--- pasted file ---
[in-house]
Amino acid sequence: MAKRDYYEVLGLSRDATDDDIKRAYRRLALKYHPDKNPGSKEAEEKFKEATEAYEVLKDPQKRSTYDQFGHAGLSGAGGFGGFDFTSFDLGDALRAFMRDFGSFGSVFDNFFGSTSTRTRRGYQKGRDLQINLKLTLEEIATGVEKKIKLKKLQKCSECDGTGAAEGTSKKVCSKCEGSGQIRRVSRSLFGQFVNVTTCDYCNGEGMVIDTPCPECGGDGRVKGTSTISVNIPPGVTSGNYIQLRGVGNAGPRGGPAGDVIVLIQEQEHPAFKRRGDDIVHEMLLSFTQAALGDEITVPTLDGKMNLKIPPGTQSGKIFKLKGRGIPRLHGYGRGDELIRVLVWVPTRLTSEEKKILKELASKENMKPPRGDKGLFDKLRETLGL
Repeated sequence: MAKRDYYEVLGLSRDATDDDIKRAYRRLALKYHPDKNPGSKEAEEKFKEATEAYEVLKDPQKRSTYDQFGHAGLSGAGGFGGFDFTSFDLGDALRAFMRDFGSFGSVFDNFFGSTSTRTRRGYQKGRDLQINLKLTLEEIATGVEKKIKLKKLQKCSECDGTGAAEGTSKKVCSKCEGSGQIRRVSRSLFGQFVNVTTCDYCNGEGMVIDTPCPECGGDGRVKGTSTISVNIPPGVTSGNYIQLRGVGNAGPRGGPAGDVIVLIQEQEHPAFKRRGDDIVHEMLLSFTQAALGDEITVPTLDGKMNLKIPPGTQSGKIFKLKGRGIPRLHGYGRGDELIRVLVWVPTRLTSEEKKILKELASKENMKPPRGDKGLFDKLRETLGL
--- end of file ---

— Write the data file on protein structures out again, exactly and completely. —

[in-house]
Amino acid sequence: MAKRDYYEVLGLSRDATDDDIKRAYRRLALKYHPDKNPGSKEAEEKFKEATEAYEVLKDPQKRSTYDQFGHAGLSGAGGFGGFDFTSFDLGDALRAFMRDFGSFGSVFDNFFGSTSTRTRRGYQKGRDLQINLKLTLEEIATGVEKKIKLKKLQKCSECDGTGAAEGTSKKVCSKCEGSGQIRRVSRSLFGQFVNVTTCDYCNGEGMVIDTPCPECGGDGRVKGTSTISVNIPPGVTSGNYIQLRGVGNAGPRGGPAGDVIVLIQEQEHPAFKRRGDDIVHEMLLSFTQAALGDEITVPTLDGKMNLKIPPGTQSGKIFKLKGRGIPRLHGYGRGDELIRVLVWVPTRLTSEEKKILKELASKENMKPPRGDKGLFDKLRETLGL
Repeated sequence: MAKRDYYEVLGLSRDATDDDIKRAYRRLALKYHPDKNPGSKEAEEKFKEATEAYEVLKDPQKRSTYDQFGHAGLSGAGGFGGFDFTSFDLGDALRAFMRDFGSFGSVFDNFFGSTSTRTRRGYQKGRDLQINLKLTLEEIATGVEKKIKLKKLQKCSECDGTGAAEGTSKKVCSKCEGSGQIRRVSRSLFGQFVNVTTCDYCNGEGMVIDTPCPECGGDGRVKGTSTISVNIPPGVTSGNYIQLRGVGNAGPRGGPAGDVIVLIQEQEHPAFKRRGDDIVHEMLLSFTQAALGDEITVPTLDGKMNLKIPPGTQSGKIFKLKGRGIPRLHGYGRGDELIRVLVWVPTRLTSEEKKILKELASKENMKPPRGDKGLFDKLRETLGL